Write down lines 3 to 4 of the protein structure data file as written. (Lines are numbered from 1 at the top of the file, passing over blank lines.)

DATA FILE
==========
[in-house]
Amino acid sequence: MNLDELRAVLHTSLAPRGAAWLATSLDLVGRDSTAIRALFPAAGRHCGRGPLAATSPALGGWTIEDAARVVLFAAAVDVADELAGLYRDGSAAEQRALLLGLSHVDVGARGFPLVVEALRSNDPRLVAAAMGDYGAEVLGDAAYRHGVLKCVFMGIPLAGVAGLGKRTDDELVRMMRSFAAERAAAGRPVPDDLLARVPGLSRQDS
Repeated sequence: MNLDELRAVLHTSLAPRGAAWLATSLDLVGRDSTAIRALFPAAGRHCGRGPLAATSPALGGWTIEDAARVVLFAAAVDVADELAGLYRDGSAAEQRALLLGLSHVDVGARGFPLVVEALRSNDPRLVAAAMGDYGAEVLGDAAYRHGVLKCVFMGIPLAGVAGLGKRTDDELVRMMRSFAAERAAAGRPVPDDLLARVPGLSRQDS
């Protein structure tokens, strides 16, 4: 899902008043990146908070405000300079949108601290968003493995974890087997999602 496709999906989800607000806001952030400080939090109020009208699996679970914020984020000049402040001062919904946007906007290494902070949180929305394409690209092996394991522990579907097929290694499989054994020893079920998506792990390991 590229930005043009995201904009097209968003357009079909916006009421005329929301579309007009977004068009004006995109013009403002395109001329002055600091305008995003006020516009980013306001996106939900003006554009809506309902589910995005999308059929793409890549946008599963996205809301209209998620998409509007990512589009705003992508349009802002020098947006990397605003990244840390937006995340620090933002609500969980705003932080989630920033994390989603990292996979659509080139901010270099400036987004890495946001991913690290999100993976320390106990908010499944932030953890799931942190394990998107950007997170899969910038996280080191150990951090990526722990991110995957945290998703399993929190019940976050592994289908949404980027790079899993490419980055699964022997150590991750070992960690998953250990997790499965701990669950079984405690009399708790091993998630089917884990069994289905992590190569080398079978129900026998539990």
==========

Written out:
Repeated sequence: MNLDELRAVLHTSLAPRGAAWLATSLDLVGRDSTAIRALFPAAGRHCGRGPLAATSPALGGWTIEDAARVVLFAAAVDVADELAGLYRDGSAAEQRALLLGLSHVDVGARGFPLVVEALRSNDPRLVAAAMGDYGAEVLGDAAYRHGVLKCVFMGIPLAGVAGLGKRTDDELVRMMRSFAAERAAAGRPVPDDLLARVPGLSRQDS
């Protein structure tokens, strides 16, 4: 899902008043990146908070405000300079949108601290968003493995974890087997999602 496709999906989800607000806001952030400080939090109020009208699996679970914020984020000049402040001062919904946007906007290494902070949180929305394409690209092996394991522990579907097929290694499989054994020893079920998506792990390991 590229930005043009995201904009097209968003357009079909916006009421005329929301579309007009977004068009004006995109013009403002395109001329002055600091305008995003006020516009980013306001996106939900003006554009809506309902589910995005999308059929793409890549946008599963996205809301209209998620998409509007990512589009705003992508349009802002020098947006990397605003990244840390937006995340620090933002609500969980705003932080989630920033994390989603990292996979659509080139901010270099400036987004890495946001991913690290999100993976320390106990908010499944932030953890799931942190394990998107950007997170899969910038996280080191150990951090990526722990991110995957945290998703399993929190019940976050592994289908949404980027790079899993490419980055699964022997150590991750070992960690998953250990997790499965701990669950079984405690009399708790091993998630089917884990069994289905992590190569080398079978129900026998539990």